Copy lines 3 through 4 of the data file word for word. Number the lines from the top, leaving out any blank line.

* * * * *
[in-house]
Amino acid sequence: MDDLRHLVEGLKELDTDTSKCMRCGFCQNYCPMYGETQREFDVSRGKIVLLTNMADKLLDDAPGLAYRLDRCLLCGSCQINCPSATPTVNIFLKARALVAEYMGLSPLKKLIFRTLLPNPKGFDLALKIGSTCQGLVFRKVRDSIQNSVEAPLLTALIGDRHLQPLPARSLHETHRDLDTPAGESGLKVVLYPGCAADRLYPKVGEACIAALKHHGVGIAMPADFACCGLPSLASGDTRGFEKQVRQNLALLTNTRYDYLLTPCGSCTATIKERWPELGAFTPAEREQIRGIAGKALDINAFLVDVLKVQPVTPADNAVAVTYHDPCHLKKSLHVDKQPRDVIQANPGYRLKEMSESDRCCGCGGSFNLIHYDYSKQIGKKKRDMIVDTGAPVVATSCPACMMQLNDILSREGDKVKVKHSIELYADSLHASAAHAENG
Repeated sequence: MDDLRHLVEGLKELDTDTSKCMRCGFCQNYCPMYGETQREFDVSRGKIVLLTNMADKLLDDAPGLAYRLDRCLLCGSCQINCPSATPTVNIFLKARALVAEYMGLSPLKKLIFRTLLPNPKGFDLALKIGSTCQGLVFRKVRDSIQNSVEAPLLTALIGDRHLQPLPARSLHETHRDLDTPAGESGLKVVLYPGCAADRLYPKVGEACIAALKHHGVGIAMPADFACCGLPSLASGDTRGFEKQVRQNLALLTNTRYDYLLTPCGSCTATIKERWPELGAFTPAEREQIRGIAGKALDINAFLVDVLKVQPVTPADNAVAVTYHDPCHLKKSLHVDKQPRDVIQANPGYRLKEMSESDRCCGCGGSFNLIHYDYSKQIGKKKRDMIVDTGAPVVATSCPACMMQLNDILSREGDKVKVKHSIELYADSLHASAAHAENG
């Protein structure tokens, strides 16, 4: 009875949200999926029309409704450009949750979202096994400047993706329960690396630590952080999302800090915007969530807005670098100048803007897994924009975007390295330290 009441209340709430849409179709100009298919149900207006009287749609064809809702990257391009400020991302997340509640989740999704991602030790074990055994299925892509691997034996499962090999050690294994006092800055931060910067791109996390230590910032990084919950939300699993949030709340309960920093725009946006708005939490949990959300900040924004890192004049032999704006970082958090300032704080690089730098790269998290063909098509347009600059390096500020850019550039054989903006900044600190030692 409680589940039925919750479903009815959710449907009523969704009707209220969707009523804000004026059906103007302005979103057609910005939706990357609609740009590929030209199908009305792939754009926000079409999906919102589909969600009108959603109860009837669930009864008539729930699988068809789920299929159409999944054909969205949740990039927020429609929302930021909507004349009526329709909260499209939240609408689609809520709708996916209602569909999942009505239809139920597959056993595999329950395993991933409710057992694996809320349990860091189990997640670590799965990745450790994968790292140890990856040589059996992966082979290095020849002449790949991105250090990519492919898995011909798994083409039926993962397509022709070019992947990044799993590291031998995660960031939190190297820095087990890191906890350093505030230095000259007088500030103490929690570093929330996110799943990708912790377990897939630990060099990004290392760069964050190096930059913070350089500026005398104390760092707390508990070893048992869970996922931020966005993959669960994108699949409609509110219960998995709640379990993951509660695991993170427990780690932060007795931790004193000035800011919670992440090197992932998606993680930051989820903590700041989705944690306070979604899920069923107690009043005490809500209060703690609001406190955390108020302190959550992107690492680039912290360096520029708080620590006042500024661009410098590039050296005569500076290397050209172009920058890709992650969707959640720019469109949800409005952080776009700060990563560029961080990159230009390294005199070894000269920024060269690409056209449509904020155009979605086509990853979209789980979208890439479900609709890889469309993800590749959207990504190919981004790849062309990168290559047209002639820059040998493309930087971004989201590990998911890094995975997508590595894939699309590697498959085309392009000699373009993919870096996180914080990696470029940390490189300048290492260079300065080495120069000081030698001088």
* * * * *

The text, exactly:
Repeated sequence: MDDLRHLVEGLKELDTDTSKCMRCGFCQNYCPMYGETQREFDVSRGKIVLLTNMADKLLDDAPGLAYRLDRCLLCGSCQINCPSATPTVNIFLKARALVAEYMGLSPLKKLIFRTLLPNPKGFDLALKIGSTCQGLVFRKVRDSIQNSVEAPLLTALIGDRHLQPLPARSLHETHRDLDTPAGESGLKVVLYPGCAADRLYPKVGEACIAALKHHGVGIAMPADFACCGLPSLASGDTRGFEKQVRQNLALLTNTRYDYLLTPCGSCTATIKERWPELGAFTPAEREQIRGIAGKALDINAFLVDVLKVQPVTPADNAVAVTYHDPCHLKKSLHVDKQPRDVIQANPGYRLKEMSESDRCCGCGGSFNLIHYDYSKQIGKKKRDMIVDTGAPVVATSCPACMMQLNDILSREGDKVKVKHSIELYADSLHASAAHAENG
């Protein structure tokens, strides 16, 4: 009875949200999926029309409704450009949750979202096994400047993706329960690396630590952080999302800090915007969530807005670098100048803007897994924009975007390295330290 009441209340709430849409179709100009298919149900207006009287749609064809809702990257391009400020991302997340509640989740999704991602030790074990055994299925892509691997034996499962090999050690294994006092800055931060910067791109996390230590910032990084919950939300699993949030709340309960920093725009946006708005939490949990959300900040924004890192004049032999704006970082958090300032704080690089730098790269998290063909098509347009600059390096500020850019550039054989903006900044600190030692 409680589940039925919750479903009815959710449907009523969704009707209220969707009523804000004026059906103007302005979103057609910005939706990357609609740009590929030209199908009305792939754009926000079409999906919102589909969600009108959603109860009837669930009864008539729930699988068809789920299929159409999944054909969205949740990039927020429609929302930021909507004349009526329709909260499209939240609408689609809520709708996916209602569909999942009505239809139920597959056993595999329950395993991933409710057992694996809320349990860091189990997640670590799965990745450790994968790292140890990856040589059996992966082979290095020849002449790949991105250090990519492919898995011909798994083409039926993962397509022709070019992947990044799993590291031998995660960031939190190297820095087990890191906890350093505030230095000259007088500030103490929690570093929330996110799943990708912790377990897939630990060099990004290392760069964050190096930059913070350089500026005398104390760092707390508990070893048992869970996922931020966005993959669960994108699949409609509110219960998995709640379990993951509660695991993170427990780690932060007795931790004193000035800011919670992440090197992932998606993680930051989820903590700041989705944690306070979604899920069923107690009043005490809500209060703690609001406190955390108020302190959550992107690492680039912290360096520029708080620590006042500024661009410098590039050296005569500076290397050209172009920058890709992650969707959640720019469109949800409005952080776009700060990563560029961080990159230009390294005199070894000269920024060269690409056209449509904020155009979605086509990853979209789980979208890439479900609709890889469309993800590749959207990504190919981004790849062309990168290559047209002639820059040998493309930087971004989201590990998911890094995975997508590595894939699309590697498959085309392009000699373009993919870096996180914080990696470029940390490189300048290492260079300065080495120069000081030698001088």